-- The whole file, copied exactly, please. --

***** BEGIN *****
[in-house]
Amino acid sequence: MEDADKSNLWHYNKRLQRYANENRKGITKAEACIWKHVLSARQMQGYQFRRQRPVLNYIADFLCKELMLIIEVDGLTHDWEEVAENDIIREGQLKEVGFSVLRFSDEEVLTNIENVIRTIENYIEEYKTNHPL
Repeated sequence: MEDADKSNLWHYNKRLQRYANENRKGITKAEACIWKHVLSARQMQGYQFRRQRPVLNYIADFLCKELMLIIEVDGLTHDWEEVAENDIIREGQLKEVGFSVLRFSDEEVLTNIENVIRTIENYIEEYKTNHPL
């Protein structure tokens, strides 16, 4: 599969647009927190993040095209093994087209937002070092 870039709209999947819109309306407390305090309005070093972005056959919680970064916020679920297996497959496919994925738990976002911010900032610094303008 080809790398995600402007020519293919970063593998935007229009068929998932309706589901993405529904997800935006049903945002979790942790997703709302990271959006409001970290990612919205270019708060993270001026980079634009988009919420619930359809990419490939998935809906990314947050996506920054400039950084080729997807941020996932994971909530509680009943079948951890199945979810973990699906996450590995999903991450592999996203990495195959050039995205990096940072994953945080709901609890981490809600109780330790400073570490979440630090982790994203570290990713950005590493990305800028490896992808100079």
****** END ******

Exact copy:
[in-house]
Amino acid sequence: MEDADKSNLWHYNKRLQRYANENRKGITKAEACIWKHVLSARQMQGYQFRRQRPVLNYIADFLCKELMLIIEVDGLTHDWEEVAENDIIREGQLKEVGFSVLRFSDEEVLTNIENVIRTIENYIEEYKTNHPL
Repeated sequence: MEDADKSNLWHYNKRLQRYANENRKGITKAEACIWKHVLSARQMQGYQFRRQRPVLNYIADFLCKELMLIIEVDGLTHDWEEVAENDIIREGQLKEVGFSVLRFSDEEVLTNIENVIRTIENYIEEYKTNHPL
């Protein structure tokens, strides 16, 4: 599969647009927190993040095209093994087209937002070092 870039709209999947819109309306407390305090309005070093972005056959919680970064916020679920297996497959496919994925738990976002911010900032610094303008 080809790398995600402007020519293919970063593998935007229009068929998932309706589901993405529904997800935006049903945002979790942790997703709302990271959006409001970290990612919205270019708060993270001026980079634009988009919420619930359809990419490939998935809906990314947050996506920054400039950084080729997807941020996932994971909530509680009943079948951890199945979810973990699906996450590995999903991450592999996203990495195959050039995205990096940072994953945080709901609890981490809600109780330790400073570490979440630090982790994203570290990713950005590493990305800028490896992808100079």